Wednesday, December 5, 2018

For a Weekend Retreat Came a Treat

For a Weekend Retreat Came a Treat
By: Keairra Lee

Stockton students boarding the bus to return to Stockton University

Fourteen Stockton students packed up their belongings that they had brought with them and headed to the school bus, signifying that their weekend retreat had come to an end. However, many of the students boarded the bus with new thoughts running through their minds.
On November 16, 2018, Stockton University hosted a retreat that welcomed all students to enjoy a weekend full of fun, food and activities, but mostly to bring students together from different backgrounds with hopes of leaving the retreat feeling as one. The retreat had many different topics and issues that were covered during the sessions, which included race, gender, privilege and more. Like expected, the students went into the sessions with a guard up and and ready for war, preparing themselves for anything that might have been said that they were not going to agree with. The students sat in chairs around a circle, gave their name, who they identified as, and their true thoughts on America’s biggest issues that stop all Americans from coming together as a whole.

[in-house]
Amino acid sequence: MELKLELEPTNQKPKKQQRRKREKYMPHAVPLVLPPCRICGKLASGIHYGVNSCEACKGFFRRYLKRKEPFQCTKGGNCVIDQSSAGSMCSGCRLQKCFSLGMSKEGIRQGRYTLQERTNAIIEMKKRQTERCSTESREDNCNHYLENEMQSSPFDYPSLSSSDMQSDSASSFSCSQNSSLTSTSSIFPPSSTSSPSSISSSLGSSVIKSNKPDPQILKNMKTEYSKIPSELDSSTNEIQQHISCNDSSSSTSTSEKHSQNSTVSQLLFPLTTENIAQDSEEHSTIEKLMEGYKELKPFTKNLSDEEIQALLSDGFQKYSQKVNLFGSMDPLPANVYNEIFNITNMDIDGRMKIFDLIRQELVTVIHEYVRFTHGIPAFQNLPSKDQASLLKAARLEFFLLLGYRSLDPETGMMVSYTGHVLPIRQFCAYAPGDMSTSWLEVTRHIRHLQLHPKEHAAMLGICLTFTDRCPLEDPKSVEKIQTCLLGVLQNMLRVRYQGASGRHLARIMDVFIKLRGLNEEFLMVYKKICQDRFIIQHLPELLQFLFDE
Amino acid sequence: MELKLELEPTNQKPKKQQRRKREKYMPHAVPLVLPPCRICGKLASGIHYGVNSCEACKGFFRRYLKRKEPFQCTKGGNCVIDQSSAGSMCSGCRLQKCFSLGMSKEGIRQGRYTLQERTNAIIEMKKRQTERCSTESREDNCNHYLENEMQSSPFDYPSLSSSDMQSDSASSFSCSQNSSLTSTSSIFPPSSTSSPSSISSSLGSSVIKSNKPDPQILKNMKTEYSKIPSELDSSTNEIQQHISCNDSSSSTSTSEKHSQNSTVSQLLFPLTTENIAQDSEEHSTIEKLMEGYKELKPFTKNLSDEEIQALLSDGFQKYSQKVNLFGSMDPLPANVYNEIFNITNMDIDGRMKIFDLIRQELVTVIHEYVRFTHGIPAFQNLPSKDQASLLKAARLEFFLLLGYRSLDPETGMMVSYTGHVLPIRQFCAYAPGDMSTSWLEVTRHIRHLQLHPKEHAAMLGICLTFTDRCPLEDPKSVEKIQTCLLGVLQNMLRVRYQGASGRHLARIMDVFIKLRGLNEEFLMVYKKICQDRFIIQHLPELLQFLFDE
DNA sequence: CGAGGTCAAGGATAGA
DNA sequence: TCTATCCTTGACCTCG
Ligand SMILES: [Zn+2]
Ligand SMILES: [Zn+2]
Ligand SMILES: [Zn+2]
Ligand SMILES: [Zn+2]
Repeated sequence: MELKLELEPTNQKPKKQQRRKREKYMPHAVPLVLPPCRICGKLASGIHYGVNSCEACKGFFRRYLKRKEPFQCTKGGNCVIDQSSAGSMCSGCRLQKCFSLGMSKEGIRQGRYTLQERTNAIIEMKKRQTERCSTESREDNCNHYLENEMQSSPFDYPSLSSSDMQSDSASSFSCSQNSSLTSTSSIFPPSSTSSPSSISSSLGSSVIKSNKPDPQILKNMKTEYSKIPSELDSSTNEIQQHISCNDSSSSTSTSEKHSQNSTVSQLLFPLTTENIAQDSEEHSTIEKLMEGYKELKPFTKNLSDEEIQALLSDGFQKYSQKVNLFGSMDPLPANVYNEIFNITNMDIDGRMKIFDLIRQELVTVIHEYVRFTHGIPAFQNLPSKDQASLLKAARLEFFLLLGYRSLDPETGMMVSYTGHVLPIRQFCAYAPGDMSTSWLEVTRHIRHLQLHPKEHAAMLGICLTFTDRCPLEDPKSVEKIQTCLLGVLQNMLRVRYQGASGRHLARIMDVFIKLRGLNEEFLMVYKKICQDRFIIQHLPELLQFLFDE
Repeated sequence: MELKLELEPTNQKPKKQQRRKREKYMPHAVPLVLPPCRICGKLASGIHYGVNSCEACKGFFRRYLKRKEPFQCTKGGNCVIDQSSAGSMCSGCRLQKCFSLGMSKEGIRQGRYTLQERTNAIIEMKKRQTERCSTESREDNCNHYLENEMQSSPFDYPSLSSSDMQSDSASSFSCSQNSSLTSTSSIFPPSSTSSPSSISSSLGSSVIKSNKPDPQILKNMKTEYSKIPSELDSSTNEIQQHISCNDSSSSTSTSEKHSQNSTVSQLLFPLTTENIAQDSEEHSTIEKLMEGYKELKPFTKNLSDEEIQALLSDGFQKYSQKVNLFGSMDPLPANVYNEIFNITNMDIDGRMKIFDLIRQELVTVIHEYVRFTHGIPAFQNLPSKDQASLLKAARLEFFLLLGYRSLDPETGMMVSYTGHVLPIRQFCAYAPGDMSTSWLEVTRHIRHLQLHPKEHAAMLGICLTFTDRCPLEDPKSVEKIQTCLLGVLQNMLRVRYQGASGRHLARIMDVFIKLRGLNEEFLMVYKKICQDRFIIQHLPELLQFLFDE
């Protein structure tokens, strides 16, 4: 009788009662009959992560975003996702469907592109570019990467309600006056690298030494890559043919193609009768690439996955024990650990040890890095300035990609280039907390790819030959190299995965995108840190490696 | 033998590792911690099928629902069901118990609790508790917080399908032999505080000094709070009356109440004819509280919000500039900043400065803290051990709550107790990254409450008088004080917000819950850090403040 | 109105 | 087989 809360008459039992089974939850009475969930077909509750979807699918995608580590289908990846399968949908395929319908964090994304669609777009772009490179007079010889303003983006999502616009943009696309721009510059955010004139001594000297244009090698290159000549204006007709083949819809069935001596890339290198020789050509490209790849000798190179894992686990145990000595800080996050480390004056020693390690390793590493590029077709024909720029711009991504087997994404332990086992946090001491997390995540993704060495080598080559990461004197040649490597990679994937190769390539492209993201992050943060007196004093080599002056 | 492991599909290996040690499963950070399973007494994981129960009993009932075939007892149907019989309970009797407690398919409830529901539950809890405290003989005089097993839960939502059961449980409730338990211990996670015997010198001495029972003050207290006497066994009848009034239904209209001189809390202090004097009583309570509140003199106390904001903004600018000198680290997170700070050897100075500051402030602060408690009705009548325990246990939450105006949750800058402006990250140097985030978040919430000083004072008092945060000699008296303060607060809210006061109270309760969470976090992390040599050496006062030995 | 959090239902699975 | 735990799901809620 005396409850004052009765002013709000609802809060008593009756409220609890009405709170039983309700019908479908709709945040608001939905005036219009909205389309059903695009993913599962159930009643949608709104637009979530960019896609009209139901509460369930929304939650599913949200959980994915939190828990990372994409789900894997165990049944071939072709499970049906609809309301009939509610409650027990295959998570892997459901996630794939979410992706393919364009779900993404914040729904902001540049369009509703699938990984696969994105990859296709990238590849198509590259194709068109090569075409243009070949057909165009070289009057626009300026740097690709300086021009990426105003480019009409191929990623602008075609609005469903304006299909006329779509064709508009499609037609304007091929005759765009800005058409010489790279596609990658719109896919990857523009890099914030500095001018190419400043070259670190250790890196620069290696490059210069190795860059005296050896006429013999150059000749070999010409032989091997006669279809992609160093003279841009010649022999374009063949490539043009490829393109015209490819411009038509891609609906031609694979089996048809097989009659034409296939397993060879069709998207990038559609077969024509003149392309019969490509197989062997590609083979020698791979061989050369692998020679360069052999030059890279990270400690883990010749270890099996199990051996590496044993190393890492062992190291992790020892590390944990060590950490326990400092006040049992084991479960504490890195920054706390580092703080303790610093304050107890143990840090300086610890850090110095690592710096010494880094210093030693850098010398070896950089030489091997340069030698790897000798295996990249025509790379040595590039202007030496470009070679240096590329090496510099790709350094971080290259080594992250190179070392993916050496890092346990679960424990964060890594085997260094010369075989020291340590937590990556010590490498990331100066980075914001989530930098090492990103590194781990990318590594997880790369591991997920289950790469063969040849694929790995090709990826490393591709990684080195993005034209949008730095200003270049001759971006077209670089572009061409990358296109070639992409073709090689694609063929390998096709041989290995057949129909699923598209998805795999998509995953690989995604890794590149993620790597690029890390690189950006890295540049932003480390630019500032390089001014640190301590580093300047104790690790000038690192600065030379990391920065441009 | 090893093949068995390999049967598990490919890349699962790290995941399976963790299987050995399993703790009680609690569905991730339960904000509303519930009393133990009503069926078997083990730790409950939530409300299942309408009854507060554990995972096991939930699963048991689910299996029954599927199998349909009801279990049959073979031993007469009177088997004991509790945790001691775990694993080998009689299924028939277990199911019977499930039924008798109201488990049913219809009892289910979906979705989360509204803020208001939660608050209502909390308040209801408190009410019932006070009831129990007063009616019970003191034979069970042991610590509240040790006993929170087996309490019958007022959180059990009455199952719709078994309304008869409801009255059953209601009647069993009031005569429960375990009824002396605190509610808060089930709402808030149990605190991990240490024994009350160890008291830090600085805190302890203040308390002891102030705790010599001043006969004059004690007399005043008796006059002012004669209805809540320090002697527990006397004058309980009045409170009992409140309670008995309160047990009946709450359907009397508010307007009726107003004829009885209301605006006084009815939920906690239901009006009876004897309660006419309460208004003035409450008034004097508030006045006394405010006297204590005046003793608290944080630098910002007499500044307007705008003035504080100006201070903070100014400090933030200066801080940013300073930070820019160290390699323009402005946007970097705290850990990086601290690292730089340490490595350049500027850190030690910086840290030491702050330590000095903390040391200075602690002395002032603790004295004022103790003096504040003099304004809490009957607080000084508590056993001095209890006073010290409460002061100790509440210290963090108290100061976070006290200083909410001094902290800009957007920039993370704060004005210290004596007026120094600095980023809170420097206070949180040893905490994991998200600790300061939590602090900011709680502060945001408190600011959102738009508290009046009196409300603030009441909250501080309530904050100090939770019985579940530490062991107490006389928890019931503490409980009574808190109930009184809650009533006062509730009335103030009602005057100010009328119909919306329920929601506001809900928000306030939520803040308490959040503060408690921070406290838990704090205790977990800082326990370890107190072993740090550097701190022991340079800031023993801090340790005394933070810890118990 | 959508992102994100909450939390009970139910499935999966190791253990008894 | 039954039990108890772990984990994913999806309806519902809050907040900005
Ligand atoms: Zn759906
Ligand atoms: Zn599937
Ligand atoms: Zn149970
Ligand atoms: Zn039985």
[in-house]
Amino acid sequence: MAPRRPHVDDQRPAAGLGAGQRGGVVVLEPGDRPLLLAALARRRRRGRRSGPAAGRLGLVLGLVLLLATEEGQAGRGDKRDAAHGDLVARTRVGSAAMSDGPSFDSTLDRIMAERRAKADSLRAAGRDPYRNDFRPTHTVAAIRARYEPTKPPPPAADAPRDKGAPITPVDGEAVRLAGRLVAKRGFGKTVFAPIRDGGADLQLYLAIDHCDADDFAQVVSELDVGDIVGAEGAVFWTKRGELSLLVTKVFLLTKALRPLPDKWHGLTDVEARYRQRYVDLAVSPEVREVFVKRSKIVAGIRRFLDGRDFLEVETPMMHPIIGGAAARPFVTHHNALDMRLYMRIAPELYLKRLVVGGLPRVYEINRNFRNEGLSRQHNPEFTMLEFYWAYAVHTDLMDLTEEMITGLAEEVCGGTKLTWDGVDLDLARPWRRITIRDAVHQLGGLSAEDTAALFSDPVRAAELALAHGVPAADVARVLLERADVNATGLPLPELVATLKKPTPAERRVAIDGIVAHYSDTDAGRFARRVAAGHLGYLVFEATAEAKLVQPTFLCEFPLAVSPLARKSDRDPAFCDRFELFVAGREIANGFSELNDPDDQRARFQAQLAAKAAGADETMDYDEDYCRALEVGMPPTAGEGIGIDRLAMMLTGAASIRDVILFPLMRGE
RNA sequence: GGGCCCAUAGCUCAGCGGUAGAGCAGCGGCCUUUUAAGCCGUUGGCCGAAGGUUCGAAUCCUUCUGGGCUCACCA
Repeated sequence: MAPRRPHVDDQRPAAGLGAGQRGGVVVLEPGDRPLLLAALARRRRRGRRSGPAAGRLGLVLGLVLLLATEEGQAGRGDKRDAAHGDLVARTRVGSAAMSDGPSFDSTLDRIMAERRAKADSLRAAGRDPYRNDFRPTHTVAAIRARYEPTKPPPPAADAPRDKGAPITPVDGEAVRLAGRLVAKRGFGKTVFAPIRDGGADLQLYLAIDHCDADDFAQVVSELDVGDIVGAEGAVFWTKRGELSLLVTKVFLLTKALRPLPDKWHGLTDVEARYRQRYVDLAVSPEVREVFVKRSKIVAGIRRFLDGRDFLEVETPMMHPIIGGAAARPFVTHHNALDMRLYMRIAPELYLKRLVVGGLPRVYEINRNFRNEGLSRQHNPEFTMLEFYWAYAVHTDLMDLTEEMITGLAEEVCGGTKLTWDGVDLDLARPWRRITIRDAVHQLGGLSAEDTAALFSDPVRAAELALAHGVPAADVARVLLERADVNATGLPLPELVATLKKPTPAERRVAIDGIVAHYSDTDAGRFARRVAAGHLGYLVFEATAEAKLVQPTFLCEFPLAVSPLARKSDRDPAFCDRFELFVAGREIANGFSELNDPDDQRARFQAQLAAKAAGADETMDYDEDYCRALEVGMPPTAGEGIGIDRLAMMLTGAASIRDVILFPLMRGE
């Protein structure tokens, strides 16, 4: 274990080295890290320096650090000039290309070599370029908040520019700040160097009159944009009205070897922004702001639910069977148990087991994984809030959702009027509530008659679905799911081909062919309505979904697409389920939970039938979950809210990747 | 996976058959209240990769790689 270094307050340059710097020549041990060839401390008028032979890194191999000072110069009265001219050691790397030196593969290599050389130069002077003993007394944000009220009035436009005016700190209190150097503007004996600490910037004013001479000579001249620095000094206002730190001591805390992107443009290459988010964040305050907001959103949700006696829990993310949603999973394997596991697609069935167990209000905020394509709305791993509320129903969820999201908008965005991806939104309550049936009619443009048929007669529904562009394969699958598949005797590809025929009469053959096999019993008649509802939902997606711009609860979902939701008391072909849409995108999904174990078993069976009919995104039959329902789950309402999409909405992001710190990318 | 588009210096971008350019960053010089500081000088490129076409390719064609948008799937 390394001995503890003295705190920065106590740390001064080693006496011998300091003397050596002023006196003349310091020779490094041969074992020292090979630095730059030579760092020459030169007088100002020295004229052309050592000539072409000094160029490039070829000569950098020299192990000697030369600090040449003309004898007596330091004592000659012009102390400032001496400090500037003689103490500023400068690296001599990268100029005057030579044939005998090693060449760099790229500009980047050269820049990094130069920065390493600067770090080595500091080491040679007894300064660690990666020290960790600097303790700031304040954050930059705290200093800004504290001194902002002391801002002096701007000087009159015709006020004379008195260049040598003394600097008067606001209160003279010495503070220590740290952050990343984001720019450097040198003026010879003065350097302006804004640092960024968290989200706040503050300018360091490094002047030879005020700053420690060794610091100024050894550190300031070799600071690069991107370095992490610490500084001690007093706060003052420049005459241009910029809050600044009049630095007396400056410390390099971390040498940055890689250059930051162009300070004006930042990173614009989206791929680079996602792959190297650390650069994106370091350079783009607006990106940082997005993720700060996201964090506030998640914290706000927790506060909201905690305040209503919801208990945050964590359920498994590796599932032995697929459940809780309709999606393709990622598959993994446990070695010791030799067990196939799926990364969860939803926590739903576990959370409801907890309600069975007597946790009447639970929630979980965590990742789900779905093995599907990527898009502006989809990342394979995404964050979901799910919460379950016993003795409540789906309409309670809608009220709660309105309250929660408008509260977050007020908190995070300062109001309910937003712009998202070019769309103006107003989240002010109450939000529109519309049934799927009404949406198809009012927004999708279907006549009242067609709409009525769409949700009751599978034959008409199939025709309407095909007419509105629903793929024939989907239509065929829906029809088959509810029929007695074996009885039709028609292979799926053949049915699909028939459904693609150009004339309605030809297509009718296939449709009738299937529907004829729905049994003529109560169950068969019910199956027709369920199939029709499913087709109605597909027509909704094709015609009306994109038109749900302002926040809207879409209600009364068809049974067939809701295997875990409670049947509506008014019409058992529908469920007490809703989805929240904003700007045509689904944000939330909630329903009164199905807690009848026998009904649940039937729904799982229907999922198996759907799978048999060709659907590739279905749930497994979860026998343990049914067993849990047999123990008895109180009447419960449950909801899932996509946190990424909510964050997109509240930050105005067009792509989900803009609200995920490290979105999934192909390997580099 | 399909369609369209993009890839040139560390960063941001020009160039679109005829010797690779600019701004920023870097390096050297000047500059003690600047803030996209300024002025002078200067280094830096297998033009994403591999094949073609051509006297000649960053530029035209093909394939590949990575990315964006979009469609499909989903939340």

Over the next couple of days, students were about to live with strangers they had never seen before, even in passing through the schools campus. Little did any of them know, they would leave the retreat greeting one another like they had known each other since they were five years old. One particular student stood out the most. Emmanuella, a nineteen year old freshman from Africa who has only been in America for six years had many concerns. When asked if she learned anything from the retreat she said in quote, “I had no idea that black Americans were going through racism. In Africa, I am considered a rich black, but in America, black people are considered the poor and the ones in poverty. Clearly racism is only an issue in America.” She then went on to say, “There were alot of stories going around in the circle, people sharing their experiences of how they were chosen for jobs and schools over the phone or internet when applying, but as soon as they showed up for the interview, the interview was never conducted. Since being in America, I would like to say most of the blacks live in a lower income place, and even since I’ve moved to America because my dad is disabled and he wanted the best for us, we always lived in white neighborhoods and went to white schools. I still haven't experienced what blacks who were born in America have experienced. We need to make a change, one for the better!”

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